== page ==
|           |               |        |        + verbose
           |           |               |        + part (must be this)
           |           |               + baud rate (don't change this)
           |           + serial port (which you found out before
           + protocol (don't change this)

Task 4: Write your new firmware

Uncompress your T1.05.zip $ unzip T1.05.zip

Now give the program command:

$ avrdude -c stk500v1 -P /dev/ttyUSB0 -b 19200 -p m328p -v -U flash:w:T1.05.hex:i

Note the part at the end is now w for write (to the target) reading from your file T1.05.hex which you got from QRP Labs.

avrdude: Version 6.3
         Copyright (c) 2000-2005 Brian Dean, http://www.bdmicro.com/
         Copyright (c) 2007-2014 Joerg Wunsch

         System wide configuration file is "/etc/avrdude.conf"
         User configuration file is "/home/jdog/.avrduderc"
         User configuration file does not exist or is not a regular file, skipping

         Using Port                    : /dev/ttyUSB0
         Using Programmer              : stk500v1
         Overriding Baud Rate          : 19200
         AVR Part                      : ATmega328P
         Chip Erase delay              : 9000 us
         PAGEL                         : PD7
         BS2                           : PC2
         RESET disposition             : dedicated
         RETRY pulse                   : SCK
         serial program mode           : yes
         parallel program mode         : yes
         Timeout                       : 200
         StabDelay                     : 100
         CmdexeDelay                   : 25
         SyncLoops                     : 32
         ByteDelay                     : 0
         PollIndex                     : 3
         PollValue                     : 0x53
         Memory Detail                 :

                                  Block Poll               Page                       Polled
           Memory Type Mode Delay Size  Indx Paged  Size   Size #Pages MinW  MaxW   ReadBack
           ----------- ---- ----- ----- ---- ------ ------ ---- ------ ----- ----- ---------
           eeprom        65    20     4    0 no       1024    4      0  3600  3600 0xff 0xff
           flash         65     6   128    0 yes     32768  128    256  4500  4500 0xff 0xff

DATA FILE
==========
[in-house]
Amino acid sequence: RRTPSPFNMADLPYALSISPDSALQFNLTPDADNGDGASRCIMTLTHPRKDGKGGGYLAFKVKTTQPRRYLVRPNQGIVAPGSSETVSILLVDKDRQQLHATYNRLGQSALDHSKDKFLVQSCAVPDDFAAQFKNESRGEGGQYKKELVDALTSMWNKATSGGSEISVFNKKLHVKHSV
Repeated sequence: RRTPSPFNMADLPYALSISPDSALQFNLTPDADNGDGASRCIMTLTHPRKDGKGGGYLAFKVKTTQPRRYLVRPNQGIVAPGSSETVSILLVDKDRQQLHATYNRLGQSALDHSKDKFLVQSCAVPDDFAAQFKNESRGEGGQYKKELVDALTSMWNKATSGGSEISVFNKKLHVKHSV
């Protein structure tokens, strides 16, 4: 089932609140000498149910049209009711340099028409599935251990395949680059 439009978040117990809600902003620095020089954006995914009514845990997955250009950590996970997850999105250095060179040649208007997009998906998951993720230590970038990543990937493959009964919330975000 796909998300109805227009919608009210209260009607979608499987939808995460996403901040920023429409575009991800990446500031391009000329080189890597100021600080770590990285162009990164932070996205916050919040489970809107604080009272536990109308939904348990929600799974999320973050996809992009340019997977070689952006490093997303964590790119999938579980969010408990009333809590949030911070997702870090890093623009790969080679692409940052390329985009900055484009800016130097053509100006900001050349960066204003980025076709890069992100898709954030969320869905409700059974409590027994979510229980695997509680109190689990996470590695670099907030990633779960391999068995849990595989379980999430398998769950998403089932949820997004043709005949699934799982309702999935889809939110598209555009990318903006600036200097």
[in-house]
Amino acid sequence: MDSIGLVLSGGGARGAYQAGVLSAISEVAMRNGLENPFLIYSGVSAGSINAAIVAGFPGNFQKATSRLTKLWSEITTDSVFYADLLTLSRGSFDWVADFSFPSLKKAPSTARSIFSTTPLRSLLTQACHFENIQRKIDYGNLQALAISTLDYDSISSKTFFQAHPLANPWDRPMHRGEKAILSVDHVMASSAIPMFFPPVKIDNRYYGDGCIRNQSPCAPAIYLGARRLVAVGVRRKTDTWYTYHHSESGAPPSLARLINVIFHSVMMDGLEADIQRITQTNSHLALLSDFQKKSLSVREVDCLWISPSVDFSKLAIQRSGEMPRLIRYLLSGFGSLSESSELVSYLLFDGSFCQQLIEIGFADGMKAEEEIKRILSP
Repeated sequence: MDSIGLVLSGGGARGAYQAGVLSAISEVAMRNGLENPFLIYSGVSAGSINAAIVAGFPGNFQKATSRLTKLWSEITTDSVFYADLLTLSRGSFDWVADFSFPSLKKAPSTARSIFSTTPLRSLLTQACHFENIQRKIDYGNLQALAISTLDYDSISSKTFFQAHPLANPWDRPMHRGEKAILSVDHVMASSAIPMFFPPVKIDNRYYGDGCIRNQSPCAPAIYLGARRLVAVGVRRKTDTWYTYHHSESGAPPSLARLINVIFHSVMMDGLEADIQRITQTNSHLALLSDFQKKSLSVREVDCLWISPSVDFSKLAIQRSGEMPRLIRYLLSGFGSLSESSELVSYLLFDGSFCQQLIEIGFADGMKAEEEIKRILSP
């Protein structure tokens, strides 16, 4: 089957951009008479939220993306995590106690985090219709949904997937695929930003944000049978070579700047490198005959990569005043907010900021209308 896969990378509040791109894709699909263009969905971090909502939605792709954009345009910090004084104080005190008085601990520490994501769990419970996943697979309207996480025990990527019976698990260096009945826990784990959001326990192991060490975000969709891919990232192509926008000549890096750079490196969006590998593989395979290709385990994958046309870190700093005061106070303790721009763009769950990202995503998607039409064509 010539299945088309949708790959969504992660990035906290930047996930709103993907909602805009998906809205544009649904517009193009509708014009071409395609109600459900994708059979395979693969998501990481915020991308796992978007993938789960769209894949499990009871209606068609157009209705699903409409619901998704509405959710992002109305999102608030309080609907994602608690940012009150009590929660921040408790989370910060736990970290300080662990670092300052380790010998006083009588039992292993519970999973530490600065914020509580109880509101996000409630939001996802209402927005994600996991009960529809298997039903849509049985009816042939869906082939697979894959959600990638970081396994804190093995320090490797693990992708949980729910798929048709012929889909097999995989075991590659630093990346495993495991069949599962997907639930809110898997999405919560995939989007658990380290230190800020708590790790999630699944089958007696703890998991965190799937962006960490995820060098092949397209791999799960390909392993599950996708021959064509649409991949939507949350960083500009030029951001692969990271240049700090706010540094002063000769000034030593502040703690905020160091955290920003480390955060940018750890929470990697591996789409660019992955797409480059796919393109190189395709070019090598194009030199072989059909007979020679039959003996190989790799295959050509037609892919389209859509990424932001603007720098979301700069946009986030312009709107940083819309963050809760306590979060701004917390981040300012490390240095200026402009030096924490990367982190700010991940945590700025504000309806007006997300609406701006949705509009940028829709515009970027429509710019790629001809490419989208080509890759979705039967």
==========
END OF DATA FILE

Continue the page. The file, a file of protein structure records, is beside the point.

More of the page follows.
lfuse          0     0     0    0 no          1    0      0  4500  4500 0x00 0x00
           hfuse          0     0     0    0 no          1    0      0  4500  4500 0x00 0x00
           efuse          0     0     0    0 no          1    0      0  4500  4500 0x00 0x00
           lock           0     0     0    0 no          1    0      0  4500  4500 0x00 0x00
           calibration    0     0     0    0 no          1    0      0     0     0 0x00 0x00
           signature      0     0     0    0 no          3    0      0     0     0 0x00 0x00

         Programmer Type : STK500
         Description     : Atmel STK500 Version 1.x firmware
         Hardware Version: 2
         Firmware Version: 1.18
         Topcard         : Unknown
         Vtarget         : 0.0 V
         Varef           : 0.0 V
         Oscillator      : Off
         SCK period      : 0.1 us

avrdude: AVR device initialized and ready to accept instructions

Reading | ################################################## | 100% 0.02s

avrdude: Device signature = 0x1e950f (probably m328p)
avrdude: safemode: hfuse reads as D1
avrdude: safemode: efuse reads as FC
avrdude: NOTE: "flash" memory has been specified, an erase cycle will be performed
         To disable this feature, specify the -D option.
avrdude: erasing chip
avrdude: reading input file "T1.05.hex"
avrdude: writing flash (32678 bytes):

Writing | ################################################## | 100% 36.14s

avrdude: 32678 bytes of flash written
avrdude: verifying flash memory against T1.05.hex:
avrdude: load data flash data from input file T1.05.hex:
avrdude: input file T1.05.hex contains 32678 bytes
avrdude: reading on-chip flash data:

Reading | ################################################## | 100% 20.00s

avrdude: verifying ...
avrdude: 32678 bytes of flash verified

avrdude: safemode: hfuse reads as D1
avrdude: safemode: efuse reads as FC
avrdude: safemode: Fuses OK (E:FC, H:D1, L:D7)

avrdude done.  Thank you.

Wes AE6ZM
 

Well done Jonathan! Would you pdf this and post to Files? I know many could use the guidance.
--
> I finally got it all together...now I can't remember where I put it<

VY 73,
Wes

AE6ZM

Sierra Vista, AZ

 

Kirk KD0J
 

Thanks very much. Worked perfectly without a hitch.

73,
Kirk
KD0J
Salt Lake City, UT

Jacques - ZS1PL
 

Thanks Jonathan, this really helped me to get my QCX running again with the latest FW. It is worth noting to others that you need to use this method to reprogram an existing QRPLabs chip to make it work. Using a new blank 328 chip will not work unless you also set the fuses to their correct value, and also burn the EEPROM default values. For these values you will need to email Hans.

73 de Jacques ZS1PL